Third Party Politics

Third Party Politics

Progs back Corren, rebuff Bauer for Lt. Gov.

June 2, 2014; Terri Hallenbeck; Burlington Free Press

MONTPELIER – As the Progressive Party State Committee met Saturday in the Statehouse cafeteria, two candidates for lieutenant governor stood up and asked for the group’s endorsement.

Both men touted Progressive ideals. Only one of them was a Progressive.

If you thought that might make for a few awkward moments, you would be right. In the end, the non-Progressive was politely but resoundingly rebuffed.

Dean Corren of Burlington and John Bauer of Jeffersonville are both hoping to unseat two-term Republican incumbent Phil Scott.

Corren, a former state legislator, is one of the founders of the Progressive Party and the party’s highest-profile candidate for statewide office. Bauer is an avowed Democrat who probably would have been wise to spend his time Saturday campaigning almost anywhere in Vermont except in front of a roomful of Progressive Party faithful who were passing petitions for Corren.

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Progressives Announce Slate of 21 Candidates

June 1, 2014; Anne Galloway; VTDigger

The Vermont Progressive Party will have four statewide candidates, three incumbent senators and 14 House candidates running for office in the 2014 election.

The Progressive party, one of four state major parties, announced its slate on Saturday — well ahead of the Vermont Democratic Party and the Vermont GOP, and the June 12 filing deadline for candidates. While the Democrats are fielding a preponderance of incumbents, the Republicans have announced some House and Senate candidates, but have yet to declare who will be running for statewide office, including the gubernatorial race. The Vermont Liberty Union Party, which gained major party status in the 2012 election, is also fielding a slate of statewide candidates and a candidate for the House of Representatives, who may be the sole contender for Rep. Peter Welch’s seat.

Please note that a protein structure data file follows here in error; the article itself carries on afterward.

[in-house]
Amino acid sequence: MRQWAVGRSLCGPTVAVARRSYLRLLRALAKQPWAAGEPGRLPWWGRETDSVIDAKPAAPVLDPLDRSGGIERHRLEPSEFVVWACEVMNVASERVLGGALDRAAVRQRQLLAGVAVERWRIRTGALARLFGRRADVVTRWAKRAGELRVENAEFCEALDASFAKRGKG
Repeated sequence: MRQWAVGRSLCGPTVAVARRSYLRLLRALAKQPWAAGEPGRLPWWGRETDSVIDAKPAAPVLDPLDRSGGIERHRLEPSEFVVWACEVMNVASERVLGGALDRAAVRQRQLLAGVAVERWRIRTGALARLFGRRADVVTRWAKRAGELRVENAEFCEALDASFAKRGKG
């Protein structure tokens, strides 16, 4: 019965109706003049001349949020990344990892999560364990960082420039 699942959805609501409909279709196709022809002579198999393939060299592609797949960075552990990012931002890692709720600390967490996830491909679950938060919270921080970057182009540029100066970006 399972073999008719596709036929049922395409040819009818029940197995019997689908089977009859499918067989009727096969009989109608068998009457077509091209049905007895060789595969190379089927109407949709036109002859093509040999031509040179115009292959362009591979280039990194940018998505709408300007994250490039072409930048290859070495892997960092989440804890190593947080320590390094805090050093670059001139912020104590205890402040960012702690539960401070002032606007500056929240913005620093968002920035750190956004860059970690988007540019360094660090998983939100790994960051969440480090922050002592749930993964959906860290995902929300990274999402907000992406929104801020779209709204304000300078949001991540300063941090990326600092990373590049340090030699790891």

Progressive Party officials touted the “real growth” in the number of candidates since 2012.

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Progs face staffing change, focusing on leggie races

May 27, 2014; Terri Hallenbeck; Burlington Free Press

It might seem like bad timing for a political party to be losing its executive director and trying to hire an elections director right now, just as the election action is picking up.

“It’s not ideal,” conceded Progressive Party Chairwoman Emma Mulvaney-Stanak, “but we are using this as an opportunity to get focused on next four or five months.

“There’s really no good time,” said Robert Millar, the party’s departing executive director. His last official day as full-time director is June 13, the day after the deadline for Vermont candidates to file petitions for this year’s election.

Millar might be one of those filing a petition, he said. He said he’s thinking of running for a state House seat in the two-seat district that covers Winooski and a wisp of Burlington. Incumbent Democrat George Cross is not running for re-election.

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How to Get a “P” - A Quick Summary of the Party Nomination & Endorsement Process

First, you need to understand the difference between an endorsement and a nomination. In the simplest terms, the difference is that a nomination is determined by state statute and procedures, while an endorsement is controlled solely by our party bylaws and procedures. More importantly, a nomination affects how party labels will appear next to a candidate's name on the General Election ballot, but an endorsement will not.

The standard and most straightforward way to be nominated by the Party is to win the Progressive Primary, either as a write-in or as a listed candidate. As a write-in, a candidate must get more votes than a listed candidate, OR, if there are no other listed candidates, get at least half as many votes as they would have needed signatures to get on the Primary ballot. For example, a candidate for State Representative needs 50 signatures to get on the primary ballot, so they would need 25 votes to win the primary as a write-in.